How I’m using Jekyll in 2016

I first started using Jekyll — a static site generator, back in 2012. In the four years since, it has indirectly introduced me to a host of new tools and ways of building websites. Hell, I wasn’t even using version control when developing this site — so you know a lot has changed.

What follows is a brain dump documenting my approach to using Jekyll, how that’s evolved over the years, and any other learnings I’ve picked up along the way. This is mostly an excuse for me to capture and reflect on things, but maybe you’ll find some useful nuggets in the mess that’s sure to follow.

Converting and restructuring content

To learn how Jekyll works I set off on a journey to turn a Wordpress powered site into the static version you see now. I read several tutorials, learned Kramdown1 and Liquid, blogged about the process, and eventually ended up with something I was happy with — all without a database or CMS.

Posts for all the things

As Jekyll has matured and added features, the complexity at which I use it has too. In those early days, content could only be considered a post or page. Posts became more valuable to me than pages since they could reap the benefits of site.tags and site.categories for creating archives and as a way to surface “related content”.

Posts made a lot of sense then because the only type of content I had on the site were blog posts. As I started incorporating things like portfolio pieces into the site I used categories as a way to structure content by “post type.” For example, Blog Articles would get categories: articles added to their YAML Front Matter and path: /:categories/:title/ in _config.yml to produce pretty URLs like /articles/jekyll-is-the-best/.

A drawback I hit with this method was reliable pagination between posts. Jekyll provides the variables page.previous and to help create previous/next style links between posts. But because I was trying to section off posts by category, these links didn’t always behave as expected.

For example, when reading a post in the articles category, I’d expect the NEXT → link to show the next article post. Instead, something from the portfolio category came up because it was the next item in the site.posts array. With plugins or a messy bit of Liquid you could probably filter on the current category and get around this, but I never took it that far.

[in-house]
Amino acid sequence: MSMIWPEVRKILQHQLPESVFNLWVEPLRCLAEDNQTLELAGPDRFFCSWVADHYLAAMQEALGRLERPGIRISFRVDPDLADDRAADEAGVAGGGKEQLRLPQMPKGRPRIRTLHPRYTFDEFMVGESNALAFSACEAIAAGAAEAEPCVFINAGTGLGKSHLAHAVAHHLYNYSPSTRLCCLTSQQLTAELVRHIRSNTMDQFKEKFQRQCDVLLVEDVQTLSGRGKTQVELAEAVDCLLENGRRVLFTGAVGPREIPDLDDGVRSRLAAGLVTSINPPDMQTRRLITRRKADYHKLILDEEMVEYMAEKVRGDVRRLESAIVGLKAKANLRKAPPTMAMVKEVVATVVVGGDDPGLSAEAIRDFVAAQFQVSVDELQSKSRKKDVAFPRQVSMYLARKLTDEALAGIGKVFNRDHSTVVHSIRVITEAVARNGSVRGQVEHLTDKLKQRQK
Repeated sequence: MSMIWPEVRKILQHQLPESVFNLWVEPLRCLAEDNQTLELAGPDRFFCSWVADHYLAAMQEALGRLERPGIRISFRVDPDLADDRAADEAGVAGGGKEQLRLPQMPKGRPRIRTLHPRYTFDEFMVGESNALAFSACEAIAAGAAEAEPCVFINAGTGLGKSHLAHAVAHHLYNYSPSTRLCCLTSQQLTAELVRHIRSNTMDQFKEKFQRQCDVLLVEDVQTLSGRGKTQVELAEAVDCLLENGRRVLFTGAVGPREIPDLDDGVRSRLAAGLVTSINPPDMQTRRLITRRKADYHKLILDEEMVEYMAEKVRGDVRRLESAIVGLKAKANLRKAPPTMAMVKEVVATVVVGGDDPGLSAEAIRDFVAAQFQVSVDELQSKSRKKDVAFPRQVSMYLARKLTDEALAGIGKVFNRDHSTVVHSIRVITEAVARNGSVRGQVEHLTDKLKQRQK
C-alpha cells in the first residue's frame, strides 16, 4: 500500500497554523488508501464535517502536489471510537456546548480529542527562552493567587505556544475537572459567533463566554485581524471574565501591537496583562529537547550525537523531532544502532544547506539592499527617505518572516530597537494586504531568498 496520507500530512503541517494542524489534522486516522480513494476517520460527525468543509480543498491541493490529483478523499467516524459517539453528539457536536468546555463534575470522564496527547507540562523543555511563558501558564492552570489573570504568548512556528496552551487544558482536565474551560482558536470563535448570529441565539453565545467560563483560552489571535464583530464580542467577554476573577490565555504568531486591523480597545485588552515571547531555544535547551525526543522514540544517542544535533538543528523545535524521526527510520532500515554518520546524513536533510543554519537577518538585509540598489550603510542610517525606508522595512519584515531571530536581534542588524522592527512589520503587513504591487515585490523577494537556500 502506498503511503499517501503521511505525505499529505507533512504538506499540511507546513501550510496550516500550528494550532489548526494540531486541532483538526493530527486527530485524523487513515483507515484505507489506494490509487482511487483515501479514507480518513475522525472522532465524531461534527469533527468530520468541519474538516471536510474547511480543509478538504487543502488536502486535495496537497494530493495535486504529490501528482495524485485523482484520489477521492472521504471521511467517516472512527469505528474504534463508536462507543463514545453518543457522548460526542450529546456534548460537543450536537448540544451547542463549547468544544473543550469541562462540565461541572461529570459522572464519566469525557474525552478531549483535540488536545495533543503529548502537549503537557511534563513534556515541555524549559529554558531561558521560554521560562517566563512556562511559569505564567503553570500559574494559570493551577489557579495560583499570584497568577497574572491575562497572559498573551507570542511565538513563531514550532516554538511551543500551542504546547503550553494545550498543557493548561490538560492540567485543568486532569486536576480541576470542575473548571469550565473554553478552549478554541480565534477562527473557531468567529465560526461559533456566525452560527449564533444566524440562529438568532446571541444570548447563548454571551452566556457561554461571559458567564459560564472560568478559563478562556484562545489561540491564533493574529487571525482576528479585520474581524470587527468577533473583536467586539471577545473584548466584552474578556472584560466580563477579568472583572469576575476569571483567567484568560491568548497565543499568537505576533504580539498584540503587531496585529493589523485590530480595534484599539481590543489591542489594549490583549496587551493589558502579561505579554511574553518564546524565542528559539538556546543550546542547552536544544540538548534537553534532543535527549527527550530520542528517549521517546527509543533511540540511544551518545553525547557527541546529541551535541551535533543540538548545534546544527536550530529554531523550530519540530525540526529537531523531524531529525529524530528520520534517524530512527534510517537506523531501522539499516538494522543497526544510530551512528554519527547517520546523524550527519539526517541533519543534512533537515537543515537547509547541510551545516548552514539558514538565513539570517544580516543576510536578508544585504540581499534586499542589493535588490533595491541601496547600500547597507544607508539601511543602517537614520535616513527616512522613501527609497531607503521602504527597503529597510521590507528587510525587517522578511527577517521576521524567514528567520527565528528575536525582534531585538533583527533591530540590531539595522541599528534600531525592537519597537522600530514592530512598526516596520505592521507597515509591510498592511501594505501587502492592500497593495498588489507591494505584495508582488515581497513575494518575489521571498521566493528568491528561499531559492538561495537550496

Details like this drive me bonkers, so instead I opted for a You May Also Enjoy module that displays three related posts (with the help of a plugin2) at the bottom of the page. In my eyes, this provided a better reading experience even if my site took longer to generate at build…

Jekyll versionBuild timePosts
Then0.12.1< 1s25

It’s no coincidence that my build times went from under a second to a few minutes as I hit almost 1,000 posts. Moving to solid-state drives and reducing the amount of Liquid for loops in my layouts and includes has helped — but I still have ways to go if I want to speed things up further.

The new --incremental regeneration feature will eventually play a big role in speeding things up. On a default jekyll new site it works really well, but unfortunately I haven’t had much luck getting it to play nicely with the plugins I use. Work currently being done on this feature seems like its going in the right direction, so I’m sure in time things will sort out.

For now the best I can do is use the new Liquid Profiler3 to identify problematic bits and simplify where I can. I add new content so infrequently that it really isn’t a bother waiting 2 minutes for a build to finish, but damn it would be nice to hit < 1s again!

jekyll build --profile

Configuration file: _config.yml
Configuration file:
            Source: /Users/michael/Sites/made-mistakes-jekyll
       Destination: /Users/michael/Sites/made-mistakes-jekyll/_site
 Incremental build: disabled. Enable with --incremental

Filename                               | Count |     Bytes |   Time
_layouts/default.html                  |  1379 | 42258.40K | 36.456
_layouts/autopage_tags.html            |   344 |  7192.14K | 27.259
_layouts/post.html                     |   994 |  5557.85K | 26.212
_includes/posts-paginated.html         |   354 |  6967.45K | 25.228
_includes/entry.html                   |   351 |  6826.94K | 24.220
_includes/head.html                    |  1379 | 23448.94K | 22.107
_includes/page-intro.html              |  1378 |  1879.93K | 17.263
_includes/head-seo.html                |  1379 |  2031.35K | 12.697
_includes/pager-category.html          |   994 |   518.13K |  4.545
_includes/contact-list.html            |  1379 |  1424.79K |  4.059
_includes/favicons.html                |  1379 |  1082.73K |  3.544
_includes/comment.html                 |    42 |  1172.45K |  3.157
_includes/comments.html                |    52 |   939.71K |  2.429
sitemap.xml                            |     1 |   117.42K |  2.127

                    done in 131.732 seconds.
 Auto-regeneration: disabled. Use --watch to enable.


When collections were introduced back in v2.0, I decided to build out a Frequently Asked Questions section on my site to familiarize myself with the feature.